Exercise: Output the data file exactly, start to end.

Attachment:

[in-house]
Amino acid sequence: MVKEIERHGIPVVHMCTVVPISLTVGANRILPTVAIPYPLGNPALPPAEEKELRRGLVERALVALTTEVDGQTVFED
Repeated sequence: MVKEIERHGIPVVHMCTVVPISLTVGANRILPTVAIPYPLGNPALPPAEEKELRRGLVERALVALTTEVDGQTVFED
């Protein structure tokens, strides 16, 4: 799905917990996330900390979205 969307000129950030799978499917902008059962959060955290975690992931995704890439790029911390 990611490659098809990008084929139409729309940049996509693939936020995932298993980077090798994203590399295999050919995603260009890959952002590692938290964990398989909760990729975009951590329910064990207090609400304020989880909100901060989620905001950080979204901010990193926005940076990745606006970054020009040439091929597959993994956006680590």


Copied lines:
[in-house]
Amino acid sequence: MVKEIERHGIPVVHMCTVVPISLTVGANRILPTVAIPYPLGNPALPPAEEKELRRGLVERALVALTTEVDGQTVFED
Repeated sequence: MVKEIERHGIPVVHMCTVVPISLTVGANRILPTVAIPYPLGNPALPPAEEKELRRGLVERALVALTTEVDGQTVFED
């Protein structure tokens, strides 16, 4: 799905917990996330900390979205 969307000129950030799978499917902008059962959060955290975690992931995704890439790029911390 990611490659098809990008084929139409729309940049996509693939936020995932298993980077090798994203590399295999050919995603260009890959952002590692938290964990398989909760990729975009951590329910064990207090609400304020989880909100901060989620905001950080979204901010990193926005940076990745606006970054020009040439091929597959993994956006680590």